Review: ‘Time Out of Mind’ Is Rich Study On Dylan
For Dylan’s many obsessive fans, who have been offered a wealth of analyses of this singular artist over the years, Bell delivers the goods. Chapters are heavy with engrossing and sometimes surprising details of Dylan’s most potent works and cringe-worthy missteps during this time, all told in the Scottish journalist’s sharp-sighted, biting style.
At its core, Bell’s ambitious work is more of an analysis of Dylan’s tangle of identities and creative visions than a standard biography of an arena-filling musician. He meticulously documents Dylan’s oeuvre since 1975, including a lengthy stretch of artistic decline spanning the 1980s when the singer-songwriter acclaimed as a dazzling, once-in-a-lifetime genius for much of his youth was mostly being written off as a contrary has-been by his 40s.
“Between the appearance of the hectoring evangelical Christian album Saved in June of 1980 and 1997’s Time out of Mind the test was to find a good word to say about Dylan’s works, then to find more than a handful of people likely to give a damn,” he writes in a typically tough-minded passage.
But since the release of the Grammy-winning album Time Out of Mind, Bell convincingly argues a resurgent Dylan has forged an unprecedented renaissance and “vindicated himself” after a lengthy slump. In Bell’s words: “He had defied age, time and, above all, every prowling, mocking ghost that had ever borne the name Bob Dylan.”
Since 1997, with potent albums like Modern Times in 2006 and Tempest in 2012, Bell claims that Dylan has created a body of work late in his life that could even match the dizzying achievements of the 1960s, his most revolutionary, incendiary stretch. Plus, Dylan pulled it off while contending with advancing age and a deteriorating voice that is a “magnificent ruin, a thing of wonder and dismay.”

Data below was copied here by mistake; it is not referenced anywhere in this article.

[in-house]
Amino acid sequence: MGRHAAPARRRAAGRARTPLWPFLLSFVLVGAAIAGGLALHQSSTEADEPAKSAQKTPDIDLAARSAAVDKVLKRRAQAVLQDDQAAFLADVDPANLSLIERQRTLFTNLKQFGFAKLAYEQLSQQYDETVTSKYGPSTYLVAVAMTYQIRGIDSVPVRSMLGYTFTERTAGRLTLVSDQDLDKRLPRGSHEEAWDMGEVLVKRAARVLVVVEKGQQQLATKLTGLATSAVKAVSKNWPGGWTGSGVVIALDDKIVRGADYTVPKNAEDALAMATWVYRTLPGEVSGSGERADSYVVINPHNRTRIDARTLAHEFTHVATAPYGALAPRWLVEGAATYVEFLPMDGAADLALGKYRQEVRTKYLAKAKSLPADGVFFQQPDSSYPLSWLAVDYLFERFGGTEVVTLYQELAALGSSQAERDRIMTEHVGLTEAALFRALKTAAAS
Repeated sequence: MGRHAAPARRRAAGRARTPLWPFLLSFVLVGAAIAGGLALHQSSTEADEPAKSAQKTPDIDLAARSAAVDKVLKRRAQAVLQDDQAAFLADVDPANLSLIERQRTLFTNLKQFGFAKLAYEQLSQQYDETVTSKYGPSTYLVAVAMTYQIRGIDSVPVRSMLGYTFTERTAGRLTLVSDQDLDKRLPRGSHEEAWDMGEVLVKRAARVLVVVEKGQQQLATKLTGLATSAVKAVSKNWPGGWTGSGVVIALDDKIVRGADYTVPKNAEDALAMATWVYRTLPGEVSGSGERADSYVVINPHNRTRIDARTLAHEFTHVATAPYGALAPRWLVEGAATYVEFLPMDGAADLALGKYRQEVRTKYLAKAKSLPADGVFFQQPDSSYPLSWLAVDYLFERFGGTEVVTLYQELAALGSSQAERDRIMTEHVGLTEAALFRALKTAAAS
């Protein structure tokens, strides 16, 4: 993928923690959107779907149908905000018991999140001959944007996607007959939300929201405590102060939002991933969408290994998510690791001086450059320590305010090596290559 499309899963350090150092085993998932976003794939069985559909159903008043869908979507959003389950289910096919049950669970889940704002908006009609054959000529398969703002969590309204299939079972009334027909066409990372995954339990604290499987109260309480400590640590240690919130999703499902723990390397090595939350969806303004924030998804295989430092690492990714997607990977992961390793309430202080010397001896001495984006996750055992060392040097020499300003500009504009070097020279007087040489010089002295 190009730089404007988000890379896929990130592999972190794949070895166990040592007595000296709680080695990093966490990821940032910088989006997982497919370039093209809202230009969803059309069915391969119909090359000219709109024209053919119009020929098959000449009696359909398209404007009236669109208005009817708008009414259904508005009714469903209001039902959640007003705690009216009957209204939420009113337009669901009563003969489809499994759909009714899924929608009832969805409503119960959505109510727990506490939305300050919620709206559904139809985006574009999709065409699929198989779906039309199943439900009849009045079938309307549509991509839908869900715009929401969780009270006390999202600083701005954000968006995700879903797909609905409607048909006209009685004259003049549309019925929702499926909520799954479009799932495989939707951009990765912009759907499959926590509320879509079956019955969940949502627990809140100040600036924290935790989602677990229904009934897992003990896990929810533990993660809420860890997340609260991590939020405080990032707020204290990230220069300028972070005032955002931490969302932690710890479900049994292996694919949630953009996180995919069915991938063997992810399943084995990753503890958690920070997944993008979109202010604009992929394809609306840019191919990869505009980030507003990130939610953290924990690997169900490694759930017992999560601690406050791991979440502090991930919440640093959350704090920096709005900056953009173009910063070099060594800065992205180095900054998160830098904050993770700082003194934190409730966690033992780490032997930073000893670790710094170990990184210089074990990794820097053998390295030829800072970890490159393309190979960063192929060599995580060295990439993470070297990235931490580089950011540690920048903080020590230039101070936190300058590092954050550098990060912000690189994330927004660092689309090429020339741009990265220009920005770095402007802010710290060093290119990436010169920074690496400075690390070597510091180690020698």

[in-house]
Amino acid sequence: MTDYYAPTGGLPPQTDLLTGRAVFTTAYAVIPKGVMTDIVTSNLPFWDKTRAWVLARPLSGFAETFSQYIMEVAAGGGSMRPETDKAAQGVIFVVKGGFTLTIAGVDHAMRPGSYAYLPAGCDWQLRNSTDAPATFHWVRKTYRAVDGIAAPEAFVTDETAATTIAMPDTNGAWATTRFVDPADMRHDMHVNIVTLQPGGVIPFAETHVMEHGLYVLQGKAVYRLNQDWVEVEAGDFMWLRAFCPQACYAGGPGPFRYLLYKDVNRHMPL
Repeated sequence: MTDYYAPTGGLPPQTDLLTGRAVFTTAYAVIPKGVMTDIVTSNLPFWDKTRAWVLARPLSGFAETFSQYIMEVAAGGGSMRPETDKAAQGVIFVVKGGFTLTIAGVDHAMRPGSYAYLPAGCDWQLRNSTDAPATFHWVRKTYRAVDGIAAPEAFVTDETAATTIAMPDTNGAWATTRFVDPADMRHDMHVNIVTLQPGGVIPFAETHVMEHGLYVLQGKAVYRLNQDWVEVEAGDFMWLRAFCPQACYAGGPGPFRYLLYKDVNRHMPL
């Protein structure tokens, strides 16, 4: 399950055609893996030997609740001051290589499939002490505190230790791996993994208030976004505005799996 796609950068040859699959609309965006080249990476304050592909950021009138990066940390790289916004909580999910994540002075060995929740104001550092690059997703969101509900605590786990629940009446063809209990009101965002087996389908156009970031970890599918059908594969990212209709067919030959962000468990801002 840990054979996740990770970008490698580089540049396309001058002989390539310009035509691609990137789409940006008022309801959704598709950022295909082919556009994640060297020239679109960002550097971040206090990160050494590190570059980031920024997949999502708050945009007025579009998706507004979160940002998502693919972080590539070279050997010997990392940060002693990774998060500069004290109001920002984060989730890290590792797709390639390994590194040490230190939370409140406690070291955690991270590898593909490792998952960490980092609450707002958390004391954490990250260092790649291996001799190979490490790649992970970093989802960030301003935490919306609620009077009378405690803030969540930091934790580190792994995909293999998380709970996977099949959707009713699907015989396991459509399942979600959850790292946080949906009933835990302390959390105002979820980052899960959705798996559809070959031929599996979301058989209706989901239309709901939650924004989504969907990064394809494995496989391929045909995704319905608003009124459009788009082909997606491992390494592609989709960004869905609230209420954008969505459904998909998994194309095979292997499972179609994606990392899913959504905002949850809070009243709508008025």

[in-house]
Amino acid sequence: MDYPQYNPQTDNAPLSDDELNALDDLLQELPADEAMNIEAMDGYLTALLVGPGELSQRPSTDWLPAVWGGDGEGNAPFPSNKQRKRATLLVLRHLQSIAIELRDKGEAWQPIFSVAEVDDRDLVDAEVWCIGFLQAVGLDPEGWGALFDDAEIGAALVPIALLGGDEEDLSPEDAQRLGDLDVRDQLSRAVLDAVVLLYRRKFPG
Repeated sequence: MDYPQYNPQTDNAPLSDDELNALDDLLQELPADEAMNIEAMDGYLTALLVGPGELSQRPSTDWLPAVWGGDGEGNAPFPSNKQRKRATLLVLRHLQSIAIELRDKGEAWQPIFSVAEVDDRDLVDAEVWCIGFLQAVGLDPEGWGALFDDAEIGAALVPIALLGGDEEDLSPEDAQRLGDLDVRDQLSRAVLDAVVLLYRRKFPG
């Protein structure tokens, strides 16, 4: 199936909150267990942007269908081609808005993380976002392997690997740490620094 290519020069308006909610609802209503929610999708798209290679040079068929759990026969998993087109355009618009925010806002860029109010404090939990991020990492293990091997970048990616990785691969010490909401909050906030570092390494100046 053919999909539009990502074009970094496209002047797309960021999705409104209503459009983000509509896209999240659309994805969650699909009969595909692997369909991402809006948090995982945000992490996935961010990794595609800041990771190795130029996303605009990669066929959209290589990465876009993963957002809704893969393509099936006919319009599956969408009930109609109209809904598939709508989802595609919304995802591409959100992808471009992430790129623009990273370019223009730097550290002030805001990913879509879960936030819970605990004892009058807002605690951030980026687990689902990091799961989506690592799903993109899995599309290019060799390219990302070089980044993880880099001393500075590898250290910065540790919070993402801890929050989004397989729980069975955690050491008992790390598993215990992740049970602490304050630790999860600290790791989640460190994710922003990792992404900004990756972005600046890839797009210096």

To his credit, Bell is no hagiographer. Just as he did in his first Dylan volume, “Once Upon a Time,” he appears to take pleasure in tearing down myths that have attached themselves to the man over the years. Like others before him, Bell sometimes portrays the artist as a jerk. For instance, he asserts that “Sara,” an unprecedentedly personal song from the 1976 Desire album that Dylan unveiled for his first wife as their marriage was collapsing, could be described as a “piece of sentimentalized emotional blackmail” just as easily as a love song.
Bell is at his best when he makes his strong case that Dylan is a deeply spiritual writer whose songwriting was infused with religious imagery from the beginning for a reason. But the trilogy of albums that the singer-songwriter, raised Jewish in Hibbing, Minnesota, released between 1979 and 1981 when he embraced evangelical Christianity were far from a creative apex, according to Bell. In one of his better quips, he writes: “Christ didn’t make a Gerard Manley Hopkins of the artist when He interceded.”
Still, he treats Dylan’s lifelong spiritual quest with the respect it deserves, even if his most overtly religious work mystified those fans who believed him to be some kind of counterculture idol who only used biblical imagery as a lyrical tool. He writes: “What truly matters where religion and Bob Dylan are concerned is that the search for faith has endured through each and every one of his fragile, transitory identities. It might be the biggest fact of them all.”
The flattest sections of the book are when Bell takes to descriptions of America’s changing political and cultural eras between specifics of Dylan’s personal life and musical career. Pages touching on the administrations of U.S. presidents pop up a few times and the observations are mostly tedious. For instance, he briefly contends that in many ways “Ronald Reagan and Bob Dylan were not so very different.” Really?
But Bell’s “Time Out of Mind” is doggedly researched, full of insight and descriptions that wonderfully reveal aspects of this luminary of American music. At over 500 pages, however, it’s likely for Dylan devotees only.